My name is Shvan, I’m 20 years old.
Where are you from?
I’m from Syria. I was born in the Kurdish city Hasaka, close to the borders of Iraq and Turkey. But later I moved to Damascus.
Why did you come to Austria?
Because of the war. The Kurdistan Workers’ Party – PKK – is very powerful in Hasaka. They force young men to join the militia. And the Syrian army is conscripting all men over 18 years. But I don‘t want to kill anyone.
Where are your family?
My parents and two of my sisters are in Istanbul. Two brothers are in Damascus. Sadly, one of them has been missing for the last two months. The police and the Iranian militia imprisoned him two months ago because he is Kurdish. Since then we haven’t heard from him. One of my sisters is in Macedonia another is in Linz and has applied for asylum there. My younger brother Yusef is here with me.
What did you do back home?
I was at school and during the holidays I always worked as a waiter. After school, I wanted to study the additional three years required to then go to university. I had hoped to study medicine. Unfortunately being a Kurd makes everything more difficult. I spent two years and two months living with relatives in Damascus until the PKK came and detained me for three days. They wanted me to fight with them. I told them I’d do it, but said that I needed to pick up something from a friend. They believed me and let me out of the prison and I fled immediately to Turkey. I was very lucky.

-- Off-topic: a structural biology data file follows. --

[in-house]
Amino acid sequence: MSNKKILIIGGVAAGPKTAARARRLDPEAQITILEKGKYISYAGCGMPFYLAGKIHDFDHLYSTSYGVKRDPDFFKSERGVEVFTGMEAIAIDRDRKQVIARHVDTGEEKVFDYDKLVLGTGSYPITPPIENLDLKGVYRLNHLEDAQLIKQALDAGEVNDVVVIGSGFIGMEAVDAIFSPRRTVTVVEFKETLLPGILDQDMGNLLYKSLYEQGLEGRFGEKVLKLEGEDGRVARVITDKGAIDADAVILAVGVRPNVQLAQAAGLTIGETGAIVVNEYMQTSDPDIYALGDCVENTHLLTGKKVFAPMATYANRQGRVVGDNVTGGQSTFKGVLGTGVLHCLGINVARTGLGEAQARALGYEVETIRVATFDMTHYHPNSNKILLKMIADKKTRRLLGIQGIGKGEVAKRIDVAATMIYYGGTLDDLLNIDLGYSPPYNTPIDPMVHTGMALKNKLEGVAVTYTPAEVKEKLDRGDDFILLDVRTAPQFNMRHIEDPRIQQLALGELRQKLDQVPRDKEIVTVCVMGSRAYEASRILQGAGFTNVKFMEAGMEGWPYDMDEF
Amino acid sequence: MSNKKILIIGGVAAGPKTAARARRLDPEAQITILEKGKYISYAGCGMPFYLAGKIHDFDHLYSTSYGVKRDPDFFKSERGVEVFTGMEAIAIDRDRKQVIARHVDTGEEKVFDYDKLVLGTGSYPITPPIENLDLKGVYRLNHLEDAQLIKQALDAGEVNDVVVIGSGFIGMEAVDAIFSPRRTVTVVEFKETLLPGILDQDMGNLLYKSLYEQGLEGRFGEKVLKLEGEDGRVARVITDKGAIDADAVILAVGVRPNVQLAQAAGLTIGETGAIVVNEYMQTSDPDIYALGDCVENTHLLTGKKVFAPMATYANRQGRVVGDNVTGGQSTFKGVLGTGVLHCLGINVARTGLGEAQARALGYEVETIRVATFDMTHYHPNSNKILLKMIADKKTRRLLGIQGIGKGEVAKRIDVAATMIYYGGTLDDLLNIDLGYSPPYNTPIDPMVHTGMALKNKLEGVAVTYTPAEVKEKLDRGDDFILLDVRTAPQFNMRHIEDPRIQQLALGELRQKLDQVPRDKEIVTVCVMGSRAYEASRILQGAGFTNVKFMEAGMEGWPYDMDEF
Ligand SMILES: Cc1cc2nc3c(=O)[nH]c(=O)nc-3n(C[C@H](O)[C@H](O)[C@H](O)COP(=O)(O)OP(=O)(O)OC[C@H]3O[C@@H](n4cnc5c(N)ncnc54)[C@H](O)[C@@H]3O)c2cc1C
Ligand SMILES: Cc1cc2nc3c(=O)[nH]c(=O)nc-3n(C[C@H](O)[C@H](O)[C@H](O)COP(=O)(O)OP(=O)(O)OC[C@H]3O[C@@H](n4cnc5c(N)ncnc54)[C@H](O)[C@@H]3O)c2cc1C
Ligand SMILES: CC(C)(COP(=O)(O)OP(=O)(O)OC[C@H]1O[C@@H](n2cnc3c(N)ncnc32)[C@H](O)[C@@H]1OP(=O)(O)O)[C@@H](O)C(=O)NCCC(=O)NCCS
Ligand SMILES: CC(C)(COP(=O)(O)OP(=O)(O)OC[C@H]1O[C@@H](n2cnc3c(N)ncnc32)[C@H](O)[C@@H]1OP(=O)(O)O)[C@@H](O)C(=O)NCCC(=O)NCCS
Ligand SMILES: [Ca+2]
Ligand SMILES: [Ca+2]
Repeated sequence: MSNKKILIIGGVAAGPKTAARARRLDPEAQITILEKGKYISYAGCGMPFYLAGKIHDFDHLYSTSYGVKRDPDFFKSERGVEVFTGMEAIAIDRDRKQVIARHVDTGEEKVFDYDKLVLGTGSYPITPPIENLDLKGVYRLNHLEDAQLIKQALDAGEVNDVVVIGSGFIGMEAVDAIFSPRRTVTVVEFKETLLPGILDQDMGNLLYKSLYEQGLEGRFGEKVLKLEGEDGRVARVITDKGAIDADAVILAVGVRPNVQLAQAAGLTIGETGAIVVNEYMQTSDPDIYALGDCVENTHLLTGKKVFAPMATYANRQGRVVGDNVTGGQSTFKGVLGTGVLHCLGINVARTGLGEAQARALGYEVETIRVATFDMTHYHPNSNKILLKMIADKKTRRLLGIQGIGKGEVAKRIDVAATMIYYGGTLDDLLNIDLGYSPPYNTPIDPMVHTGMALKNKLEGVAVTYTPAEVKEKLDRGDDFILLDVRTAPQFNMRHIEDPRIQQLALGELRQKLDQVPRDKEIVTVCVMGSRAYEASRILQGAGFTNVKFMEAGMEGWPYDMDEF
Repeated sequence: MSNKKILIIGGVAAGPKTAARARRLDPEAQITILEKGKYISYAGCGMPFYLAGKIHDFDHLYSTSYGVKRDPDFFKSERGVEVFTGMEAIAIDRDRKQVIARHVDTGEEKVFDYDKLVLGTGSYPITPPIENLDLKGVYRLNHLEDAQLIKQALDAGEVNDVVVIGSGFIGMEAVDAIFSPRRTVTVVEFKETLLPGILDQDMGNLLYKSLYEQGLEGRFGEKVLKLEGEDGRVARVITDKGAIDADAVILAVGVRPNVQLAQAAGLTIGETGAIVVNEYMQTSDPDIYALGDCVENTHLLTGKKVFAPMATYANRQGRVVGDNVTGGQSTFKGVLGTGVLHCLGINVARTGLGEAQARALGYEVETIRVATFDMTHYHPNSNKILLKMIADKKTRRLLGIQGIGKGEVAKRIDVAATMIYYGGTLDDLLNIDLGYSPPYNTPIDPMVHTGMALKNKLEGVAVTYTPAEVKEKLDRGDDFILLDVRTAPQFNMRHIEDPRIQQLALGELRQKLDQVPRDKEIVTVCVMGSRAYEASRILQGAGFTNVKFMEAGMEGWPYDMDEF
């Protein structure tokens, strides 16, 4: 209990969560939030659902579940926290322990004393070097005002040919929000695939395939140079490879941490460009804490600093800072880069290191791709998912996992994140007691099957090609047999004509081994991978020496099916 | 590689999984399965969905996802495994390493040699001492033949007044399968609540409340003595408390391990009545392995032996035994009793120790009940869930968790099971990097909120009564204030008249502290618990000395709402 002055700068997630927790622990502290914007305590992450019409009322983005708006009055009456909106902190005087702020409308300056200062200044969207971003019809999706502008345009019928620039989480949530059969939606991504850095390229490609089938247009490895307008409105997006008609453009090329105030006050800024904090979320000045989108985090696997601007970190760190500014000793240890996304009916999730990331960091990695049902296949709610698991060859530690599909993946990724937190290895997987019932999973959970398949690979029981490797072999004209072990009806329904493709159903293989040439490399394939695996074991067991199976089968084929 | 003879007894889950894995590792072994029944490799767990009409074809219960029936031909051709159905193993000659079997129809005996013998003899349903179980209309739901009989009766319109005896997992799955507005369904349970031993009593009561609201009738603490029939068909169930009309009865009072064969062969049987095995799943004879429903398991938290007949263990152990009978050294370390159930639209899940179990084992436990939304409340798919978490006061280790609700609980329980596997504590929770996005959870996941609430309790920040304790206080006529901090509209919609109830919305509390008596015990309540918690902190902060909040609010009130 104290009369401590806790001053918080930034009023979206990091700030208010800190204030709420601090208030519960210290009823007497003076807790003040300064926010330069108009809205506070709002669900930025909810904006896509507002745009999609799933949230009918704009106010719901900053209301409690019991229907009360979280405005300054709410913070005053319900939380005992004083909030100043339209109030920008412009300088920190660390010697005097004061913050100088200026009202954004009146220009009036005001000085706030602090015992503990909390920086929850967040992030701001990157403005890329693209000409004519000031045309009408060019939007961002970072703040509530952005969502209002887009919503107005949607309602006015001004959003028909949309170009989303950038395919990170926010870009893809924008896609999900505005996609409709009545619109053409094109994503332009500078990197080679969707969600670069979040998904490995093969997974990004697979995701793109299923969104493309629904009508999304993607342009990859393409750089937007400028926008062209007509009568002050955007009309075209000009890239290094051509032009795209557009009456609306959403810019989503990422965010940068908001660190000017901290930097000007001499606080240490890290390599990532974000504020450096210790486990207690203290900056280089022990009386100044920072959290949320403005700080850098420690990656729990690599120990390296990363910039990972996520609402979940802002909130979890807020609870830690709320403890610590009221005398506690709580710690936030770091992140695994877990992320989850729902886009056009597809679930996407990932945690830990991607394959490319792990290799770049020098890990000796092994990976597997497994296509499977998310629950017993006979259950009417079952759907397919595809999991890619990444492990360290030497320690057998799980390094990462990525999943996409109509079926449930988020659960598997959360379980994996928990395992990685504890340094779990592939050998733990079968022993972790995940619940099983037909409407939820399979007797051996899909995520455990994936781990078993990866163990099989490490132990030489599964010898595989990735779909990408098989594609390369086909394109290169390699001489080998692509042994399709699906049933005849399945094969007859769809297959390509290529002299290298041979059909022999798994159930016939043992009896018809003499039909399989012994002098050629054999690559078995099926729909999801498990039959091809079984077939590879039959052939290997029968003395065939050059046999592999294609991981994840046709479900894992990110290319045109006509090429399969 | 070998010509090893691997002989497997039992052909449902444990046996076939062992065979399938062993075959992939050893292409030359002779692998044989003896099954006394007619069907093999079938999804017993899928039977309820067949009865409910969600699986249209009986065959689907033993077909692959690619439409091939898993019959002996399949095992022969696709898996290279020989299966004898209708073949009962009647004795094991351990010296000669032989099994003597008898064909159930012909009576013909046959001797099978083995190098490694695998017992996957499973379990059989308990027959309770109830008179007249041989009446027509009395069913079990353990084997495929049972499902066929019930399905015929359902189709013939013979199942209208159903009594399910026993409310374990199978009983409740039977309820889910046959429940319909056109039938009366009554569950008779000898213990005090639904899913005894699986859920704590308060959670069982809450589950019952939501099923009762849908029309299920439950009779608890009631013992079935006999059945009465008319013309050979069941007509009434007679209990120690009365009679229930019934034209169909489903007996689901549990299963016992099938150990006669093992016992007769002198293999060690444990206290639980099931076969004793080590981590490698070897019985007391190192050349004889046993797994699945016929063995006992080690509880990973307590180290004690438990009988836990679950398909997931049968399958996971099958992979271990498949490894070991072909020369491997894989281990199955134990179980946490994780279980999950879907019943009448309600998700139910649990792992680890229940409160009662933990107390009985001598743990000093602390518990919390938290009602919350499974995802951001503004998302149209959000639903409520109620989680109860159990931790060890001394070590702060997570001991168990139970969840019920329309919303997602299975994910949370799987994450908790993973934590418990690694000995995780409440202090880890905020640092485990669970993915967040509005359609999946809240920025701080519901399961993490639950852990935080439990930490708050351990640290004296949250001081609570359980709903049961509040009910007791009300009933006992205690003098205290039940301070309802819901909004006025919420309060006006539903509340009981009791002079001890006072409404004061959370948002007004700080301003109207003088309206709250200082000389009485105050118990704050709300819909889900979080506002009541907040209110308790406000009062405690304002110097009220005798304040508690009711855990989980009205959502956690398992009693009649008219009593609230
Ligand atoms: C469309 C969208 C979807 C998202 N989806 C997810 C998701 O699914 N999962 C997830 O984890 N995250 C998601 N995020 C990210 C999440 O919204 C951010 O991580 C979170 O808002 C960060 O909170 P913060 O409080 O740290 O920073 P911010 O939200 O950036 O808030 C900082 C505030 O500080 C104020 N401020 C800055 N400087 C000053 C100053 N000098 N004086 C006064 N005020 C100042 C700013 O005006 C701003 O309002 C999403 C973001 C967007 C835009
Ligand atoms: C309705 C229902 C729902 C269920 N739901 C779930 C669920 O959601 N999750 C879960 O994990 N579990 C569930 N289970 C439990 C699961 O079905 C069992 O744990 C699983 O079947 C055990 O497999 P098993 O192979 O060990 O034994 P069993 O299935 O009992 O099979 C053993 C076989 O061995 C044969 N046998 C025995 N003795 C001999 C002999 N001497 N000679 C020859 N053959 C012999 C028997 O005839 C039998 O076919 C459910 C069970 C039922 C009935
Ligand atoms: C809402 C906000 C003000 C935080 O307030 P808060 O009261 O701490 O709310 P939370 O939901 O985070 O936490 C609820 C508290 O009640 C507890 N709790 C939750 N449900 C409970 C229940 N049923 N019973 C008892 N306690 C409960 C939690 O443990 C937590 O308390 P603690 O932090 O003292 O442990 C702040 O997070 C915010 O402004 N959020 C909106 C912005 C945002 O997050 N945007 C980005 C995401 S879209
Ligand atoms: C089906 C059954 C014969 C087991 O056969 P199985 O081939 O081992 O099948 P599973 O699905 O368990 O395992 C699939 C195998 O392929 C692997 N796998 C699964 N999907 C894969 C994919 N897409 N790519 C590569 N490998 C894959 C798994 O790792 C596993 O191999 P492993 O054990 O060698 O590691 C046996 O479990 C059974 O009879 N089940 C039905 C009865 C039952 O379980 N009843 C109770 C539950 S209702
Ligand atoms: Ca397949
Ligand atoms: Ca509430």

Which languages do you speak?
I speak Arabic and Kurdish. I grew up speaking both languages. As a refugee I spent seven months in Turkey and worked as a tailor. I learnt quite good Turkish during that time. And now I can speak a little German.
What are your hobbies?
I love music and playing the bouzouki which is a Kurdish stringed instrument. Sadly I couldn’t bring my bouzouki here with me. I like to sing along to it.
What plans do you have for your future in Austria?
I would like to take the Matura, go to university and study medicine. That’s always been my dream, but because of the situation at home I couldn’t continue my studies.
What do you want from Austria?
I am surprised by Austria. Every day there are different rules for refugees. That’s not good.
Would you like to say anything else?
I would like to say thank you to all those who understand me and help us. I know that these people are not responsible for the politics by which the rules are constantly changing. I hope that I can stay here. I don’t need a lot of help – I just want to learn and work in order to stay.
With the generous help of others we have been able to finance Shivan’s attendance at a German A2-course (tuition fee and travel) from September to November.
We hope that with further donations he will be able to take the following course from mid-December.